Colombia President Santos and FARC leader “Timochenko” were going to sign peace at the UN General Summit in New York until the US Department of Justice (DOJ) hit the brakes, Foreign Policy reported on Sunday.
Spain’s Prime Minister, Mariano Rajoy, accidentally announced on Wednesday that the ceremony would be held on September 26 in New York where world leaders will be convening for the General Summit.
His claim was quickly denied by Santos who on Friday said the signing would take place on the 26th, but in Colombia’s coastal city Cartagena.
Photo op at UN would be perfect for Santos’ ‘Yes’ campaign
The idea to hold the ceremony in New York would’ve meant a major boost for Santos who, six days after the signing, faces a referendum that could throw the entire peace deal in the bin.
“The ‘No’ vote has at least a chance of winning,” Adam Isacson of the Washington Office on Latin America told Foreign Policy (FP). “So if you had this vote after the big ceremony, then there’s this wave of euphoria that could benefit the ‘yes’ campaign,” the senior Colombia expert said.
According to FP, the idea to invite a FARC delegation to the UN was promoted by Colombia’s Foreign Minister and peace negotiator, Maria Angela Holguin, and supported by both the White House and the State Department.
Inviting alleged drug traffickers to the US
While nobody within the department would go on the record, the DOJ’s alleged objections were echoed by Robert McBrien, a former Justice Department lawyer and retired associate director for the global targeting division of the Treasury Department’s Office of Foreign Assets Control.
“These are people we would work very hard to bring to the U.S. to prosecute. To let them come in and sign an agreement and then fly away, I find very hard to accept.”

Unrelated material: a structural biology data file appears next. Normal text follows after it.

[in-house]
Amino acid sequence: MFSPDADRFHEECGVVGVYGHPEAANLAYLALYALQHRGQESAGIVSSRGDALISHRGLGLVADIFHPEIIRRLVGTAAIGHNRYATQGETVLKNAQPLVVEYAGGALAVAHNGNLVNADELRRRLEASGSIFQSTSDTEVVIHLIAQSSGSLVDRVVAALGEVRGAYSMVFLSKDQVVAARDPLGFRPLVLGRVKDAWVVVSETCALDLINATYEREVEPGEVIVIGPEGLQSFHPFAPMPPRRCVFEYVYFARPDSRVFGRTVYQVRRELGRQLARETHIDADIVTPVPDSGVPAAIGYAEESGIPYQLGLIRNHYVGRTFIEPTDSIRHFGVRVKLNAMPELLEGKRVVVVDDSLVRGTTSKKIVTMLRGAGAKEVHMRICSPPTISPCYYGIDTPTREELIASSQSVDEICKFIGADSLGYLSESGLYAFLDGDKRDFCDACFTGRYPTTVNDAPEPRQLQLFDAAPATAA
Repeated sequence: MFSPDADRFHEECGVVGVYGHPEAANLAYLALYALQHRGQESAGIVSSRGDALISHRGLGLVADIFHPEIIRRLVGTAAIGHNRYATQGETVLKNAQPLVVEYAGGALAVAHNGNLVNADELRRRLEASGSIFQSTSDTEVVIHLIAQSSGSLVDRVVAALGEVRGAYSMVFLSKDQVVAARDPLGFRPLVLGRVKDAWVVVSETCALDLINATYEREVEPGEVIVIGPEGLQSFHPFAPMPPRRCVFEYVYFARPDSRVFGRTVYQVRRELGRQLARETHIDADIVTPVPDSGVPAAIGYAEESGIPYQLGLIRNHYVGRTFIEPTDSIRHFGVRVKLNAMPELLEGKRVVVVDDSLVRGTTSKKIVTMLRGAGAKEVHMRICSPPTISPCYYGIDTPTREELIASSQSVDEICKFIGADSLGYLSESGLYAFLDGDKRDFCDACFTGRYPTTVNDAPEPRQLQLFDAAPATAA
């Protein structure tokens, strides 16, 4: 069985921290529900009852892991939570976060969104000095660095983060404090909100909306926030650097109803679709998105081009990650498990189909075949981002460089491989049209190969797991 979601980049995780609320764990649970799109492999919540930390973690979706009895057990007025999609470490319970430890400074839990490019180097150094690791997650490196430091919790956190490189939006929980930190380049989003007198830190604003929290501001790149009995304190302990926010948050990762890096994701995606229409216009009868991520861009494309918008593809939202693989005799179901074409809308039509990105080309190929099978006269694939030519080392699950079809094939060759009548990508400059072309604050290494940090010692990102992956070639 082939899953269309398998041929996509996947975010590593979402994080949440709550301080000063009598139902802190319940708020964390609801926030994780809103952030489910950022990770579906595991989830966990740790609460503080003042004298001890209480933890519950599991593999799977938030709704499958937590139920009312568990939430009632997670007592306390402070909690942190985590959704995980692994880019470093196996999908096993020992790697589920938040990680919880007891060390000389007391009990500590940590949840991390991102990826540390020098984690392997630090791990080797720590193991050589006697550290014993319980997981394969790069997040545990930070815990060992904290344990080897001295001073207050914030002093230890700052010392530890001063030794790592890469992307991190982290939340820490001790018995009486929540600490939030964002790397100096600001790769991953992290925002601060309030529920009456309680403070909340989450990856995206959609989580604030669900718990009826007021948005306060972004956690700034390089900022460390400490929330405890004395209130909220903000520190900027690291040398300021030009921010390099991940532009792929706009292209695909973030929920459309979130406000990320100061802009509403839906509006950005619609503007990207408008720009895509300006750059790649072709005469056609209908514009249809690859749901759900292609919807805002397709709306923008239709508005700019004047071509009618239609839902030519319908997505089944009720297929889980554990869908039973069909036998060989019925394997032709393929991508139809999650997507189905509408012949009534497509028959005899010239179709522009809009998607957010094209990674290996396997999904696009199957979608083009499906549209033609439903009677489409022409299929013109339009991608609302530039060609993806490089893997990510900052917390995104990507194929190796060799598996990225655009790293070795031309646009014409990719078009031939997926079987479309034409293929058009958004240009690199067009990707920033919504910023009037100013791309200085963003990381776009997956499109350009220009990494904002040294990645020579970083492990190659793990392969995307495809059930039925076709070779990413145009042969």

On top of the DOJ’s disapproval, the US “could not guarantee visa issuance,” an anonymous UN-based diplomat told the Washington DC magazine.
A senior Colombian diplomat, Carlos Arturo Morales, told FP that the “schedule was a little bit too tight” for the US government to grant temporary immunity to wanted FARC leaders and fly a batch of Colombian officials, former guerrillas and press to New York City.
So instead, the ceremony will be held in the much more picturesque, but much less prestigious Cartagena, reportedly much to the disappointment of the Colombian government, the White House and the State Department who have all made efforts to secure the deal.
Indictments don’t just dissolve with the FARC
The FARC, which is expanded to disband as an organization days before the peace ceremony, was put on the US’ list of foreign terrorists organizations in 1997.
A significant number of FARC members additionally face criminal charges for trafficking cocaine to the US.
Leader Timochenko, for example, is wanted because he has already been indicted for drug trafficking.
Following the FARC’s expected dissolution at the 10th National Guerrilla Convention later this month formally ends the group’s 52-year existence.
If the Colombian people approve the peace deal, guerrillas suspected of serious violations of humanitarian law or war crimes will have to face a transitional justice tribunal.
Those not suspected of atrocities will receive amnesty and be reintegrated into Colombian society while their leaders prepare to begin a political party.